Large swine units can be more
likely than small farms to utilize
progressive, environmentally con
scious nutrient management prac
tices. In theory, the possibility of
catastrophic failure of manure
storage facilities on such large or
concentrated animal farm opera
tions provides a great potential
risk to the environment However,
existing regulations require that
these facilities have adequate con
struction, monitoring and safety
systems to prevent such an un
qualified environmental disaster.
A corollary of our work, perhaps
contrary to popular belief, is that
small swine producers could rep
resent a more immediate threat to
the environment. In the future,
smaller producers must become
more pro-active with regard to en
vironmental concerns and imple
ment more progressive nutrient
management practices.
To facilitate the goal of
increased environmental aware
ness among all Pennsylvania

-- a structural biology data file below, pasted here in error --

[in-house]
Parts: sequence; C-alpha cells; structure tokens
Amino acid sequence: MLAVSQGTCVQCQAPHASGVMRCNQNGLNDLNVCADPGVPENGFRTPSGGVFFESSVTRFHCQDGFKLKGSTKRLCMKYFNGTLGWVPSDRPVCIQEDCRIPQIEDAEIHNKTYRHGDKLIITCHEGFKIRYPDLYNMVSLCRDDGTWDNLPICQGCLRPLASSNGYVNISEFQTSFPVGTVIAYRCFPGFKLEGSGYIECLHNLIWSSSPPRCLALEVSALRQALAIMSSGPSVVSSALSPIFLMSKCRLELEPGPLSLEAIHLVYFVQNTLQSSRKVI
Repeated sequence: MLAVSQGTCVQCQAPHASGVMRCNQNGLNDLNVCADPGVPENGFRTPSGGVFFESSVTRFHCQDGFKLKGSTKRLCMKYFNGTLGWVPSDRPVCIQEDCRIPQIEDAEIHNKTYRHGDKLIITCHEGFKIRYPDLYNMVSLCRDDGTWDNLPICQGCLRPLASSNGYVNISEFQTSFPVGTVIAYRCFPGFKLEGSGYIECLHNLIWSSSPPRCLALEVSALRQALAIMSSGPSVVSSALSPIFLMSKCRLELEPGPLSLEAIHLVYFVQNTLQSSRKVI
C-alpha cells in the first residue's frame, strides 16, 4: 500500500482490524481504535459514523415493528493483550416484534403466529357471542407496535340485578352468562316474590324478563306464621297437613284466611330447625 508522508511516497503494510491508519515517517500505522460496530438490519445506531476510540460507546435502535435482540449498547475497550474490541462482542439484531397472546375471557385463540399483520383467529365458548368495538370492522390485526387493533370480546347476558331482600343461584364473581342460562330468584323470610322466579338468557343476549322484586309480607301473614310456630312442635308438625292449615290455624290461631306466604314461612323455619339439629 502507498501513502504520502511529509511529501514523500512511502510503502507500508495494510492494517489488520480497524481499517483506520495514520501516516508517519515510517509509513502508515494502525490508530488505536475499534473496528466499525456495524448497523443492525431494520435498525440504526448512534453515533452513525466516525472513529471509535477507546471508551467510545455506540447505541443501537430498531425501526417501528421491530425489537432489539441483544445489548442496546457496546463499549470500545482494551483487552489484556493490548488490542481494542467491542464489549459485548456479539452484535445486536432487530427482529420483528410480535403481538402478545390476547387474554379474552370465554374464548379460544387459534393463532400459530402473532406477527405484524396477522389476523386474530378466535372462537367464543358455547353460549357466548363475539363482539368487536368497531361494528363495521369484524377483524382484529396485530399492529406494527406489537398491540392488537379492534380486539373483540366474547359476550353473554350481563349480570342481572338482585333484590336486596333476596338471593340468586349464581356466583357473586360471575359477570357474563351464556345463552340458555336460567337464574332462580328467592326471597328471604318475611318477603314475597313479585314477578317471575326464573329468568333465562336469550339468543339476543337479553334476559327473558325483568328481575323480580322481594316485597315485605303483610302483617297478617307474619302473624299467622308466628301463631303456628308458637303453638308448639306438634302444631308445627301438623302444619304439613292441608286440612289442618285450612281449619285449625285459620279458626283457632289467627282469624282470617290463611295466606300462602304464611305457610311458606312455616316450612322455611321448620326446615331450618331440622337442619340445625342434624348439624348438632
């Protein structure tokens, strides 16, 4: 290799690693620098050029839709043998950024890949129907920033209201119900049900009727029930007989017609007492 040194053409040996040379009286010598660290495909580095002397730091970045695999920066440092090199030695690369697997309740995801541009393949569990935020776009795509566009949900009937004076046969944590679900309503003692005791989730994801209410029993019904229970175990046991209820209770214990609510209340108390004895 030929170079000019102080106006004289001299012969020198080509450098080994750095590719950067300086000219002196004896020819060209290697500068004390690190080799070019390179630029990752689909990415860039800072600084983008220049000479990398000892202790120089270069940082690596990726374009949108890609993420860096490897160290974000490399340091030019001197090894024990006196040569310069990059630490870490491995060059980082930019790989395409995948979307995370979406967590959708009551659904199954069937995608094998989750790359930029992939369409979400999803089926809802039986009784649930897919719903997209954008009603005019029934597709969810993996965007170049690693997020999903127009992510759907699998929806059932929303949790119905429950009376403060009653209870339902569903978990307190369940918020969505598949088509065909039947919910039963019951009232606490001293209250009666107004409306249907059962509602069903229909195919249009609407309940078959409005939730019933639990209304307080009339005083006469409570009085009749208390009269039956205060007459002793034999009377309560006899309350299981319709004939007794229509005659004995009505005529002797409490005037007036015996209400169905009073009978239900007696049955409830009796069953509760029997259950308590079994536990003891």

swine farmers, we are conducting
an environmental educational pro
gram in collaboration with the Na
tional Pork Producers Council and
the Pennsylvania State Coopera
tive Extension Service. If you are
interested in participating in the
Environmental Assurance'Pro
gram which aims to promote an
active understanding of issues
such as manure management, odor
control and neighbor relations,
call either Kimberly Klesse
(610-444-5800 ext 2345) or Bob
Mikesell (814-865-2987) to
schedule a farm visit
1-Previous nutrient manage
ment fellows at the University of
Pennsylvania School of Veterin
ary Medicine, Wayne Hassinger
and Kelli Monahan, designed the
survey, then collected and
analyzed the data described here.
This work was generously sup
ported by a grant from the Penn
sylvania Friends of Agriculture